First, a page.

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(Redirected from Phosphoethanolamine)
Preferred IUPAC name
2-Aminoethyl dihydrogen phosphate
Other names
Phosphoethanolamine; PHOS
3D model (JSmol)
ECHA InfoCard 100.012.717 Edit this at Wikidata
MeSH phosphorylethanolamine
  • InChI=1S/C2H8NO4P/c3-1-2-7-8(4,5)6/h1-3H2,(H2,4,5,6) checkY
  • C(COP(=O)(O)O)N
Molar mass 141.063 g·mol−1
Appearance White powder
Except where otherwise noted, data are given for materials in their standard state (at 25 °C [77 °F], 100 kPa).
☒N verify (what is checkY☒N ?)

Phosphorylethanolamine or phosphoethanolamine is an ethanolamine derivative that is used to construct two different categories of phospholipids. One category termed a glycerophospholipid and the other a sphingomyelin, or more specifically within the sphingomyelin class, a sphingophospholipid. Phosphorylethanolamine is a polyprotic acid with two pKa values at 5.61 and 10.39.[1]

Phosphorylethanolamine has been falsely promoted as a cancer treatment.[2]


As a potential drug, phosphorylethanolamine has undergone human clinical trials. These were halted when no evidence of benefit was found.[3][2]

Edzard Ernst has called phosphorylethanolamine "the most peculiar case of Brazilian quackery".[2]


There has been ongoing controversy and litigation in Brazil with regard to its use as a cancer treatment without approval by the National Health Surveillance Agency. For years, Gilberto Chierice, a Chemistry Professor at the São Carlos campus of the University of São Paulo, used resources from a campus laboratory to unofficially manufacture, distribute, and promote the drug to cancer patients without it having gone through clinical testing. In September 2015, university administrators began preventing the Professor from continuing with this practice. In October 2015, several courts in Brazil ruled in favor of plaintiffs who wanted the right to try the compound. However, a state court overturned the lower courts' decision a month later. Jailson Bittencourt de Andrade, secretary for Brazil's science and technology ministry, said the ministry plans to fund further research on the compound, but that it will be years before a determination can be made about phosphorylethanolamine's safety and efficacy in humans.[4][5]

On April 14, 2016, a law was passed in Brazil allowing the use of synthetic phosphorylethanolamine for cancer treatment,[6] despite opposition from the Brazilian Medical Association, the Brazilian Society of Clinical Oncology, and the regulatory agency Anvisa.[7] However, shortly after, the country's Supreme Court suspended the law.[8]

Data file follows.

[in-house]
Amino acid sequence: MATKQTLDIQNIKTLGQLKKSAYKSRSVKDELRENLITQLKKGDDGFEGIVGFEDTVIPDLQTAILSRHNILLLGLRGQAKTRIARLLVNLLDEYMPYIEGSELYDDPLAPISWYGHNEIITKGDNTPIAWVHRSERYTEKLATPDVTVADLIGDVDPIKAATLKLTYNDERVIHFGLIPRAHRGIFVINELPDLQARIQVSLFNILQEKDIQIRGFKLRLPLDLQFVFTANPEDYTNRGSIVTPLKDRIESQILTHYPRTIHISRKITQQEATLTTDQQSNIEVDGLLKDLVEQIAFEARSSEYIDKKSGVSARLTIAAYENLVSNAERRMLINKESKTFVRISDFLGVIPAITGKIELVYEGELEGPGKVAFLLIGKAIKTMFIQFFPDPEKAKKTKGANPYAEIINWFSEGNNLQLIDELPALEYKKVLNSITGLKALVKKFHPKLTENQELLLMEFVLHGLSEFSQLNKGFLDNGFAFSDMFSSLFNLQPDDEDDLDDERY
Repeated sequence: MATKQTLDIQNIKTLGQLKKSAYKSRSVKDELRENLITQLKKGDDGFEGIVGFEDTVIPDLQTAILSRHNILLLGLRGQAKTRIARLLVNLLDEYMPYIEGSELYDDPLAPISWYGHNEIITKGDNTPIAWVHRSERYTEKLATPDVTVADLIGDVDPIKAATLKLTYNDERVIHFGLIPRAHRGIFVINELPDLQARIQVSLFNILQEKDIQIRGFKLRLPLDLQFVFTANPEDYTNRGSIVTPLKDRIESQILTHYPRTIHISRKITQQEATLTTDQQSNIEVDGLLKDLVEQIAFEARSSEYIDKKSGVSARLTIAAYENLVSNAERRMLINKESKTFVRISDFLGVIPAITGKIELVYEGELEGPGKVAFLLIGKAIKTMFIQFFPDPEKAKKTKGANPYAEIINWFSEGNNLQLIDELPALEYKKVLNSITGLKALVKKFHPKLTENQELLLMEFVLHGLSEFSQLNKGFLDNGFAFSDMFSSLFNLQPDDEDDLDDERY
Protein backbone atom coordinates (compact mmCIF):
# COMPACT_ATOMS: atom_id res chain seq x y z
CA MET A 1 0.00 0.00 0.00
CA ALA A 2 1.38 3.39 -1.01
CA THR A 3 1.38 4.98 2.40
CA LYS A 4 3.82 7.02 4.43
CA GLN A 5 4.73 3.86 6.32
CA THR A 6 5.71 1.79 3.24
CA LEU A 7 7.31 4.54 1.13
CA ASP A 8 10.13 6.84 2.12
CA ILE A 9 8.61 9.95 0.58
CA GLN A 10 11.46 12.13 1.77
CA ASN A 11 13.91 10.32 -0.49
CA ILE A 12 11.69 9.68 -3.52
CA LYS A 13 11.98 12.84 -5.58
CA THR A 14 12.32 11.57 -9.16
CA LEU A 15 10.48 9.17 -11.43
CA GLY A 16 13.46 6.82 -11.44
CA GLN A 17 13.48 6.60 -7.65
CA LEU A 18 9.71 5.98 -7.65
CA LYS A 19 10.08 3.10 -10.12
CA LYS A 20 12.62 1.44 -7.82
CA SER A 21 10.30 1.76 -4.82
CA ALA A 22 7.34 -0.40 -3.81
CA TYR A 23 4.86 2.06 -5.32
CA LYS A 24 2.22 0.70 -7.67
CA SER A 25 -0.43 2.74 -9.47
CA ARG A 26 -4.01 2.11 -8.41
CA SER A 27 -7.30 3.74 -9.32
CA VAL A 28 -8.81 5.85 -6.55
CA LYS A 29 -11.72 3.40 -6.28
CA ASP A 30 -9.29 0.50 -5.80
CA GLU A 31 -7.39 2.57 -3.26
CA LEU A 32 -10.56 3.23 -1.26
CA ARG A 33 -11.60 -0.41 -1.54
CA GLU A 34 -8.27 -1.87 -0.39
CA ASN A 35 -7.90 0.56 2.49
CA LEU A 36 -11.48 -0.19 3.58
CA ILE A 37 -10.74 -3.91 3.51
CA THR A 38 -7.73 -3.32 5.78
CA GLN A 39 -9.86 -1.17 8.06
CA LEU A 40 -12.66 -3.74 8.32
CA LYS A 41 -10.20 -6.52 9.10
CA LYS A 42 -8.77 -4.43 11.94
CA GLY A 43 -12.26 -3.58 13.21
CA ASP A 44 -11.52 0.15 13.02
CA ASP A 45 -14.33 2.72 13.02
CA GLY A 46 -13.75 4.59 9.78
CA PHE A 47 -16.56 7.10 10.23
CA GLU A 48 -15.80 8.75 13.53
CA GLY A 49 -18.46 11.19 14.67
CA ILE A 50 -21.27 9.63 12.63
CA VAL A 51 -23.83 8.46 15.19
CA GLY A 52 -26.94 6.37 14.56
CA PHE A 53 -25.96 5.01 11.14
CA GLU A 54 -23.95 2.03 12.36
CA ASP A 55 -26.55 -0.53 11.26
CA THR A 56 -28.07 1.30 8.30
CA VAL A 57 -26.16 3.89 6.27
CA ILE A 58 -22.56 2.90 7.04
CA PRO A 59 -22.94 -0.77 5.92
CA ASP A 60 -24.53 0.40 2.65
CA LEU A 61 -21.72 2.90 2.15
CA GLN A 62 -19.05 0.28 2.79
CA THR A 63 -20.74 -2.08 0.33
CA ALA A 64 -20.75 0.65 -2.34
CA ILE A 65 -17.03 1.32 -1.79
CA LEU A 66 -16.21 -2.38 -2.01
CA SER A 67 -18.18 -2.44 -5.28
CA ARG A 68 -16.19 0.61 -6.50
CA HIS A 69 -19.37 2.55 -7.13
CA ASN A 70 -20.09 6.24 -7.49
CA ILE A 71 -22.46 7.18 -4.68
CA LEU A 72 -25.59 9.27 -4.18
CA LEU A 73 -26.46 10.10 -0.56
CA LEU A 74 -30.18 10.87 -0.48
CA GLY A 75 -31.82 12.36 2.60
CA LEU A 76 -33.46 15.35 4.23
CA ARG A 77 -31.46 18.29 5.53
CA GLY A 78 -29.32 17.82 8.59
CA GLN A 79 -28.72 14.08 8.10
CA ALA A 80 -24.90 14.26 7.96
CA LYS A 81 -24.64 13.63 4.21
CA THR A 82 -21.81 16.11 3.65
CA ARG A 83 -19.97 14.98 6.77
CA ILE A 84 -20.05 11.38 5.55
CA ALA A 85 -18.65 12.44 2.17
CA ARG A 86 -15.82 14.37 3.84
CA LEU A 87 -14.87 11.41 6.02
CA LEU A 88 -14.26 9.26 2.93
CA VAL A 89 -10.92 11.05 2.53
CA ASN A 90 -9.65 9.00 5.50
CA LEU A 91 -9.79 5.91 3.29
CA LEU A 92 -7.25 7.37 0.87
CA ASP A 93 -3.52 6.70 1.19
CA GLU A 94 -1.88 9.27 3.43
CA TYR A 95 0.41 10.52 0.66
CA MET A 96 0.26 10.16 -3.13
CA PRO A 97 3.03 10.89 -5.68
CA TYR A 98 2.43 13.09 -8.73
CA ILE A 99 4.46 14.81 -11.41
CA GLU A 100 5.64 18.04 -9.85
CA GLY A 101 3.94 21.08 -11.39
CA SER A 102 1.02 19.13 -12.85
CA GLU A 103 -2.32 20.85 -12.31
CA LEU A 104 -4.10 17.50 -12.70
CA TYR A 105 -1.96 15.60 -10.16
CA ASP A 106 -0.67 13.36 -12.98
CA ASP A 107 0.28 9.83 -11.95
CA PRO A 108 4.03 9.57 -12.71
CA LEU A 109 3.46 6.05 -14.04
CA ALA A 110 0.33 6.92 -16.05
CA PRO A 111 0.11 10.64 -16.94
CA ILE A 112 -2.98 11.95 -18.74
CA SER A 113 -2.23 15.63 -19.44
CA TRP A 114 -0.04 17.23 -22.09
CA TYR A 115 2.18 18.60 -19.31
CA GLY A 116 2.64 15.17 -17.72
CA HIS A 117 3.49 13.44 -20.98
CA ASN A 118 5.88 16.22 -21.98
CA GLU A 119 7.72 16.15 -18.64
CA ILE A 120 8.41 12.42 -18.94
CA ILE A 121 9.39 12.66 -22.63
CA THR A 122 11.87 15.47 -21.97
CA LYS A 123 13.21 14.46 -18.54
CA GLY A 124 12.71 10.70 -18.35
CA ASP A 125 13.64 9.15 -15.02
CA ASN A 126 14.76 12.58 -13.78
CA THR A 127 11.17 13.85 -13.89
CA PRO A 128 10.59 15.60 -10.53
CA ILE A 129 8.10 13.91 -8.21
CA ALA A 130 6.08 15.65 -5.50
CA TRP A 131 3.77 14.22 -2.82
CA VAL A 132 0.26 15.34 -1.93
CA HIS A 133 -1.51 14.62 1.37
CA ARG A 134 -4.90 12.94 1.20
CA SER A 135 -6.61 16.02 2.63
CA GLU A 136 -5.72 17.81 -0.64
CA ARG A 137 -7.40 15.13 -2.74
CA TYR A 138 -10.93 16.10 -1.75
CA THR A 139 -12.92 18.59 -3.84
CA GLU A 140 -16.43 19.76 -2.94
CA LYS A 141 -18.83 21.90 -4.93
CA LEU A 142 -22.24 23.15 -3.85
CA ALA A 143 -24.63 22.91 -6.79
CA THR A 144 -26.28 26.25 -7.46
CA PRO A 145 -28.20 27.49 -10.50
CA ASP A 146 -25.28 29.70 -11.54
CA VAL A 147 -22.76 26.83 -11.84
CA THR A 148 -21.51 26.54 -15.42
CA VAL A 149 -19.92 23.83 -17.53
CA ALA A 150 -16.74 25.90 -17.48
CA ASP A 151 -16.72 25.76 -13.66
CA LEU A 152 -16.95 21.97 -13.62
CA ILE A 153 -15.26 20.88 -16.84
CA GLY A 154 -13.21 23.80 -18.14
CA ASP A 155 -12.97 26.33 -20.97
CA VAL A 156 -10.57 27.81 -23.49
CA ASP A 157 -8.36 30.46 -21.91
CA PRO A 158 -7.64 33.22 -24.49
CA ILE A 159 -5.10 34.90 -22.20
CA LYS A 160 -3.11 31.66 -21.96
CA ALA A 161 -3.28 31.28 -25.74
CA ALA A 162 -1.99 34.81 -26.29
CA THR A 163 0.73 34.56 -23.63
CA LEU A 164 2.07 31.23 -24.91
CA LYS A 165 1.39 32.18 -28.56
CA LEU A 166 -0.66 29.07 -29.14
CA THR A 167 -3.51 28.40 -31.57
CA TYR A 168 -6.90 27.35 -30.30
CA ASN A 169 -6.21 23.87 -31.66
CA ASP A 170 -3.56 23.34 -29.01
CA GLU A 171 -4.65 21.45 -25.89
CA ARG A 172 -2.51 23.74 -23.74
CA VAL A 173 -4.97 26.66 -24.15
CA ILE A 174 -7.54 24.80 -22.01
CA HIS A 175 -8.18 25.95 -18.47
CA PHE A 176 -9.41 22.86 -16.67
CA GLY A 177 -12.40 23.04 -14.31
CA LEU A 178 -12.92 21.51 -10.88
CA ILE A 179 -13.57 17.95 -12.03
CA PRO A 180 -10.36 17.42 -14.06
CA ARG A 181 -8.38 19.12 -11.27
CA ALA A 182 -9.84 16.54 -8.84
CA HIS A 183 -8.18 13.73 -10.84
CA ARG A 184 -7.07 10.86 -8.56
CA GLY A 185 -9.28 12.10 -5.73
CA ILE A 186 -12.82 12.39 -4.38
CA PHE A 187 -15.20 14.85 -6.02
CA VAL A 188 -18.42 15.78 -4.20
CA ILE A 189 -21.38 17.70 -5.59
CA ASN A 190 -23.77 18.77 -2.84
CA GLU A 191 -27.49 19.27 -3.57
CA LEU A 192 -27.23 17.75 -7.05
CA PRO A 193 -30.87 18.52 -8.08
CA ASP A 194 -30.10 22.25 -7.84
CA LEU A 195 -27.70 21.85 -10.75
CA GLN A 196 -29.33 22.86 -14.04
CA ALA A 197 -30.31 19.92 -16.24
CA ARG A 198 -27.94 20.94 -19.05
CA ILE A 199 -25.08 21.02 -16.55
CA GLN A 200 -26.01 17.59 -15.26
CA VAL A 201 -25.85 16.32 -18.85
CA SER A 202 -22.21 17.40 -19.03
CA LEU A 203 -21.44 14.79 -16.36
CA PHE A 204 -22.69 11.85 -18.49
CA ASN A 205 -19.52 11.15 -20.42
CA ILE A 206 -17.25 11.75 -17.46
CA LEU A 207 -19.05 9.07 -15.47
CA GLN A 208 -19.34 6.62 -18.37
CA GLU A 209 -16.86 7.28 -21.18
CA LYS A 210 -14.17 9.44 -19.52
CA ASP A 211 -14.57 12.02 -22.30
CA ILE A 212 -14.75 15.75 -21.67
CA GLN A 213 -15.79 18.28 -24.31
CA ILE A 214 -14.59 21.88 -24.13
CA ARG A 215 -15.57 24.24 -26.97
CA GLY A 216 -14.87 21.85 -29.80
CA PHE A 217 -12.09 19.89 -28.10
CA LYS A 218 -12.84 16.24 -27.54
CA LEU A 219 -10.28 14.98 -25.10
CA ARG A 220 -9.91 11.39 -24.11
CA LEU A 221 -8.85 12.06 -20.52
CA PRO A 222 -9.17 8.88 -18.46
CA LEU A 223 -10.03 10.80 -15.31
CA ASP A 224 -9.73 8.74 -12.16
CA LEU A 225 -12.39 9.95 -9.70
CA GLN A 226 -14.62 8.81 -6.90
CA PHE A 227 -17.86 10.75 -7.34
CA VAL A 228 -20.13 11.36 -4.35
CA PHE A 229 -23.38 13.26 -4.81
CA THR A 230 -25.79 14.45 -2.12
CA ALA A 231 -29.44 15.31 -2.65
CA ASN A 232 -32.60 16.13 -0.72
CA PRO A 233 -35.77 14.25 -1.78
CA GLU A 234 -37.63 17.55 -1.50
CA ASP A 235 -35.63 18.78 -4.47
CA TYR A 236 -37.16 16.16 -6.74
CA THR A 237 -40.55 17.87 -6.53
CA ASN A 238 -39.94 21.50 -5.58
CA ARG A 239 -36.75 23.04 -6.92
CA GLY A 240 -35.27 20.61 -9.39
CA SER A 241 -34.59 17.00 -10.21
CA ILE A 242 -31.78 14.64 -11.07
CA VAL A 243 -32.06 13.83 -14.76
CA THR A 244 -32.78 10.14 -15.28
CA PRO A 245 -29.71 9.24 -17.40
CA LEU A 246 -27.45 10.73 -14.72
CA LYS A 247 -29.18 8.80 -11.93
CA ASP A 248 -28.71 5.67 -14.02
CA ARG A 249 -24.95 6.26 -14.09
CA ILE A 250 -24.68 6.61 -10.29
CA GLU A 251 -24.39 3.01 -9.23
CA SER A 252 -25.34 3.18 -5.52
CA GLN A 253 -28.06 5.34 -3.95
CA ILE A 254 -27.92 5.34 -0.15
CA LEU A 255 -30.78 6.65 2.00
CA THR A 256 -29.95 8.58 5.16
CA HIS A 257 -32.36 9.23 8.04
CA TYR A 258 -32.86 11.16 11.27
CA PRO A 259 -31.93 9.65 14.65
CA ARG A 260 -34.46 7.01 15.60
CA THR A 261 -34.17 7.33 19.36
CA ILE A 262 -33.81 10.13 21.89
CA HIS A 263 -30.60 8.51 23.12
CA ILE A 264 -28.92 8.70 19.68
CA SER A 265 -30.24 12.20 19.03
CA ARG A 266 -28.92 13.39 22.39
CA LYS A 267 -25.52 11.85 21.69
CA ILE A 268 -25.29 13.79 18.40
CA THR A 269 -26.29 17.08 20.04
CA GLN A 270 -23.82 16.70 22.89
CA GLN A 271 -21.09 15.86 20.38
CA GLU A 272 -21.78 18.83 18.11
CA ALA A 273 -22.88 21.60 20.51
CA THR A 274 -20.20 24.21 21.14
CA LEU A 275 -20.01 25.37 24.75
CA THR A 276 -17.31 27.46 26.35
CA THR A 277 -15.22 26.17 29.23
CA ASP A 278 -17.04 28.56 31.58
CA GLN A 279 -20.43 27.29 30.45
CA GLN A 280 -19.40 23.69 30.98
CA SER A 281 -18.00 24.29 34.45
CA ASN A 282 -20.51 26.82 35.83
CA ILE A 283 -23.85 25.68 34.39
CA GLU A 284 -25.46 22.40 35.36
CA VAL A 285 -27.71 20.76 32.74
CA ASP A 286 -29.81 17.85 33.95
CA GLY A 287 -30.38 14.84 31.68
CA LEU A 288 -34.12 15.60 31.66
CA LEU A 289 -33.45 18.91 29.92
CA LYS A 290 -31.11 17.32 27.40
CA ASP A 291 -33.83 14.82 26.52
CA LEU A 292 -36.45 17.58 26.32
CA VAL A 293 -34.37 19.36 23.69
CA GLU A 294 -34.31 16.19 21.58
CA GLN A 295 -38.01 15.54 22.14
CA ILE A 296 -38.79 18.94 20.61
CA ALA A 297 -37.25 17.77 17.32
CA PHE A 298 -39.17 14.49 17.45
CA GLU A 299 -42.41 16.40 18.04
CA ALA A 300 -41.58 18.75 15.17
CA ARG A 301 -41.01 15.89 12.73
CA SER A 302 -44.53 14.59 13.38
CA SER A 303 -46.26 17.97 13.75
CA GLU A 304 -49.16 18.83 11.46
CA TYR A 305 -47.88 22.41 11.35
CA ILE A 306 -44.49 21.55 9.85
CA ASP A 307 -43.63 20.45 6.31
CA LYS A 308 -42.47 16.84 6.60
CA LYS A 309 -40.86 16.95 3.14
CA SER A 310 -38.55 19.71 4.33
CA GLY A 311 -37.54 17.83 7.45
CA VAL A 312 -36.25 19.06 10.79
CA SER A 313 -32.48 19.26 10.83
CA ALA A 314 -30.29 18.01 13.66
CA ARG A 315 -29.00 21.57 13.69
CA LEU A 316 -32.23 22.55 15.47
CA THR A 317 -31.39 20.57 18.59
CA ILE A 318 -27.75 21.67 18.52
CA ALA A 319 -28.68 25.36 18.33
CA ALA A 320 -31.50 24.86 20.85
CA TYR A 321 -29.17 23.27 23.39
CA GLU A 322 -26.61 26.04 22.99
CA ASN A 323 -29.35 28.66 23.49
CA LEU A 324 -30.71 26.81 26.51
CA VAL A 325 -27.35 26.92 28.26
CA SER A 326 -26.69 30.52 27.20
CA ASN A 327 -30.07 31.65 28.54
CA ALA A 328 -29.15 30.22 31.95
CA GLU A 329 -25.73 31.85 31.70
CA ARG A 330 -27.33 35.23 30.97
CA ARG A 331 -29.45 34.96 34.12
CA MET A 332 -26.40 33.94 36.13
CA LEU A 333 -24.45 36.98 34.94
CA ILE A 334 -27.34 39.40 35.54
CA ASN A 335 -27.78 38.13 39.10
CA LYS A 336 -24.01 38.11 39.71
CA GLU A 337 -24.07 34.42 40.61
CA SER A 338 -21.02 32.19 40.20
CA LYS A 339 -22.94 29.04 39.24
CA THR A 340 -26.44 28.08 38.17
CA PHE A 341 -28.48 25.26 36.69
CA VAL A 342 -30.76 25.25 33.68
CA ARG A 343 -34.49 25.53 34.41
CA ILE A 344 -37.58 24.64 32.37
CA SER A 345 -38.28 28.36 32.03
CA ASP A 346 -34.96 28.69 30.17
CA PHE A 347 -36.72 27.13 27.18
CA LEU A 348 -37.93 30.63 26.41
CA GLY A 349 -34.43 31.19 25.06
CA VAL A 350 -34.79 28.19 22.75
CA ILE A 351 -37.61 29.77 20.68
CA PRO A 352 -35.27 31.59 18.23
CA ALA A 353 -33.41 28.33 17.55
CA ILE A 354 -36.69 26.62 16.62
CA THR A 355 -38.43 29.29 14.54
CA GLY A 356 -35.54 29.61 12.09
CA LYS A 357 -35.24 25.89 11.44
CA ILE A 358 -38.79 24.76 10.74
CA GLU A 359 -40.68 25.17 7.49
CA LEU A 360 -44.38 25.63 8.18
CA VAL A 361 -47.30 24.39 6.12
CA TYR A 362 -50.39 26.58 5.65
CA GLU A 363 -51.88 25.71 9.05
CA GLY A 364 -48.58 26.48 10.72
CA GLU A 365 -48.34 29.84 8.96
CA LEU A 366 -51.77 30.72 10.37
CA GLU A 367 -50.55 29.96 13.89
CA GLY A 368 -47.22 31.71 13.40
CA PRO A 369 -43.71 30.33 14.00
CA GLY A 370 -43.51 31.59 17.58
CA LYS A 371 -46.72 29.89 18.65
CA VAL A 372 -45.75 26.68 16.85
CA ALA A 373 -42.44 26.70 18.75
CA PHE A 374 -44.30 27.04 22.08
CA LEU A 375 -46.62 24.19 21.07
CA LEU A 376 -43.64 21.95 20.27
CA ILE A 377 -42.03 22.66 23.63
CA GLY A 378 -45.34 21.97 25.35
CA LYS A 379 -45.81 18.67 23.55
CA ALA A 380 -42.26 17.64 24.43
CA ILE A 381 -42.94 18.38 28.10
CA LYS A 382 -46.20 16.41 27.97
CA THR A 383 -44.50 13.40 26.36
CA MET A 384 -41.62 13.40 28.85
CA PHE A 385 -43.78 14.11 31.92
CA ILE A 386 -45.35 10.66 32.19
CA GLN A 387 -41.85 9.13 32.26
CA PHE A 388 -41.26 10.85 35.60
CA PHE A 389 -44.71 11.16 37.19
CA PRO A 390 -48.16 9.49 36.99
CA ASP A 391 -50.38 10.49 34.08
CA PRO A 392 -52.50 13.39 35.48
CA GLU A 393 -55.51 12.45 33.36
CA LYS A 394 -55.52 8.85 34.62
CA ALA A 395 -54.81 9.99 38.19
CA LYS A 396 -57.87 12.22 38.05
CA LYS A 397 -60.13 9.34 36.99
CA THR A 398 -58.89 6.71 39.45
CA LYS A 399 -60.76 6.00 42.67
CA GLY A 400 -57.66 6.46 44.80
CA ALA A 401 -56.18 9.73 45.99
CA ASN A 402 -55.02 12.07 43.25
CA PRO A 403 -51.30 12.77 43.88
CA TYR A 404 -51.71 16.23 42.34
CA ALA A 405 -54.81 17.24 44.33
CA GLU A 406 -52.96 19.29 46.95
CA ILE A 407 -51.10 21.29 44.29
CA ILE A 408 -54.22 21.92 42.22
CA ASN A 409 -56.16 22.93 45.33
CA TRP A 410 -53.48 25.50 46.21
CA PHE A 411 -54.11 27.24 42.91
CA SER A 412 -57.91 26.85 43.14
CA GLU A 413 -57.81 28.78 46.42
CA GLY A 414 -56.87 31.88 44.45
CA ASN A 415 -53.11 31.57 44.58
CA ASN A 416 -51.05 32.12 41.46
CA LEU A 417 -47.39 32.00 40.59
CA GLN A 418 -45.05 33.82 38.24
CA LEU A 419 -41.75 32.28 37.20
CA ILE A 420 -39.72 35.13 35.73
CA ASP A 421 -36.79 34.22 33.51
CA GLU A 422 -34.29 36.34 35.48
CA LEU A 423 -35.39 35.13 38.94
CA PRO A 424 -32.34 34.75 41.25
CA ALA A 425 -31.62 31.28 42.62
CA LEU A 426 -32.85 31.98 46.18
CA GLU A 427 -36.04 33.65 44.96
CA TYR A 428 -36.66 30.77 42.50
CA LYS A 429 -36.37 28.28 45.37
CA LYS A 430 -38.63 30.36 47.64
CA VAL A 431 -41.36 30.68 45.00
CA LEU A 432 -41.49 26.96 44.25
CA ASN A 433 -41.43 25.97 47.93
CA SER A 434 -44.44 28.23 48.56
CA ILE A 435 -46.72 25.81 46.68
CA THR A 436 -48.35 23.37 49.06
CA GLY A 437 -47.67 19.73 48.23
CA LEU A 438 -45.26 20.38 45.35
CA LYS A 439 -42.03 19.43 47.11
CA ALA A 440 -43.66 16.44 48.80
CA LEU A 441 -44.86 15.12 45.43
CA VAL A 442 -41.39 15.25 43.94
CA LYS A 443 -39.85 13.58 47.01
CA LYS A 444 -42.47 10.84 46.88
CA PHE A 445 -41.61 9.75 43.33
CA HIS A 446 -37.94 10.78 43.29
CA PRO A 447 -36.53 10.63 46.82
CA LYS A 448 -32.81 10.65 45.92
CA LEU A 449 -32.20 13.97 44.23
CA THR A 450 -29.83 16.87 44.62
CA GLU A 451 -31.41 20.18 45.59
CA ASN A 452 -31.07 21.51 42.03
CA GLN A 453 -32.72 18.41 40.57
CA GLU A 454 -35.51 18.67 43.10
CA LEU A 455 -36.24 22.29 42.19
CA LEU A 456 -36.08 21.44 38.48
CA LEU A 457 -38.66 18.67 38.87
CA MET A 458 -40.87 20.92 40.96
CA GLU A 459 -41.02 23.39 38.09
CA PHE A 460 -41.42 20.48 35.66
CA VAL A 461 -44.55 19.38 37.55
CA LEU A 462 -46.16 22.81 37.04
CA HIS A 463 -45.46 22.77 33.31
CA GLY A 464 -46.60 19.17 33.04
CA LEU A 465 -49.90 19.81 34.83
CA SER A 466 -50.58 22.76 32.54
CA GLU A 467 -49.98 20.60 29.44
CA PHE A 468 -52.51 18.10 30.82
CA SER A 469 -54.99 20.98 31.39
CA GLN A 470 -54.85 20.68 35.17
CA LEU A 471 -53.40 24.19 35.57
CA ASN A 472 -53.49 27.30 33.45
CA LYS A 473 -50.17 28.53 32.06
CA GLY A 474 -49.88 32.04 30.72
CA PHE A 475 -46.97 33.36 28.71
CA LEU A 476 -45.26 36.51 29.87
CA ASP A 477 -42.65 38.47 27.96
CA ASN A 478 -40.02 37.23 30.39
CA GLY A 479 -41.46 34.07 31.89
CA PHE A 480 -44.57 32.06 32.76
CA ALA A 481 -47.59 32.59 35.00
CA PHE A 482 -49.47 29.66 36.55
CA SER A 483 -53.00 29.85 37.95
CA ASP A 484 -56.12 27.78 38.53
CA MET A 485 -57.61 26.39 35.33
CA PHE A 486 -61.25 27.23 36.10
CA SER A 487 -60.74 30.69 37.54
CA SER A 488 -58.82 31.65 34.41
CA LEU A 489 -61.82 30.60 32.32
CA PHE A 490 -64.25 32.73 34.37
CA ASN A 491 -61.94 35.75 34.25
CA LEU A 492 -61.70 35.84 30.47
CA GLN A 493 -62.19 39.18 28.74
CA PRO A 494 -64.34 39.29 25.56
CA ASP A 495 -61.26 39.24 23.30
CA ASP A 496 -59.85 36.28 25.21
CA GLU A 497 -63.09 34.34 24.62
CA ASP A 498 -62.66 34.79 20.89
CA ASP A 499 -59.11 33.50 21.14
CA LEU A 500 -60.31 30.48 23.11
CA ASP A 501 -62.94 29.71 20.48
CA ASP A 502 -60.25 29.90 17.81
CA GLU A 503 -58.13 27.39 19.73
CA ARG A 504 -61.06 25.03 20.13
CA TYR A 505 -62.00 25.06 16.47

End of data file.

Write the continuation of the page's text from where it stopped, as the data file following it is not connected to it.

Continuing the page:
See also[edit]


  1. ^ Myller, AT; et al. (2010). "Preparation of aminofunctionalized TiO2 surfaces by binding of organophosphates". Applied Surface Science. 257 (5): 1616–1622. Bibcode:2010ApSS..257.1616M. doi:10.1016/j.apsusc.2010.08.109.
  2. ^ a b c Edzard Ernst (28 November 2018). "The amazing story of a Brazilian cancer 'cure'".
  3. ^ "Fosfoetanolamina: Instituto do Câncer suspende novos testes devido a 'ausência de benefício clínico significativo'" [Phosphorylethanolamine: Cancer Institute suspends new tests due to 'lack of significant clinical benefits'] (in Portuguese). 31 March 2017. Retrieved 10 January 2018.
  4. ^ Heidi Ledford (24 November 2015). "Brazilian courts tussle over unproven cancer treatment". Nature. 527 (7579): 420–421. Bibcode:2015Natur.527..420L. doi:10.1038/527420a. PMID 26607521. S2CID 3011466.
  5. ^ Escobar, H. (2016). "Brazil bill would legalize renegade cancer pill". Science. 352 (6281): 18. Bibcode:2016Sci...352...18E. doi:10.1126/science.352.6281.18. PMID 27034350.
  6. ^ Escobar, Herton (2016). "Brazil president signs law legalizing renegade cancer pill". Science. doi:10.1126/science.aaf9915.
  7. ^ Noam Pondé; Felipe Ades; Evandro de Azambuja (2016). "Threat posed by unproven drugs in medical oncology". ESMO Open. 1 (3): e000064. doi:10.1136/esmoopen-2016-000064. PMC 5070266. PMID 27843615.
  8. ^ "Human tests start on controversial Brazil cancer pill". 25 July 2016. Archived from the original on 2016-07-27.

Additional images[edit]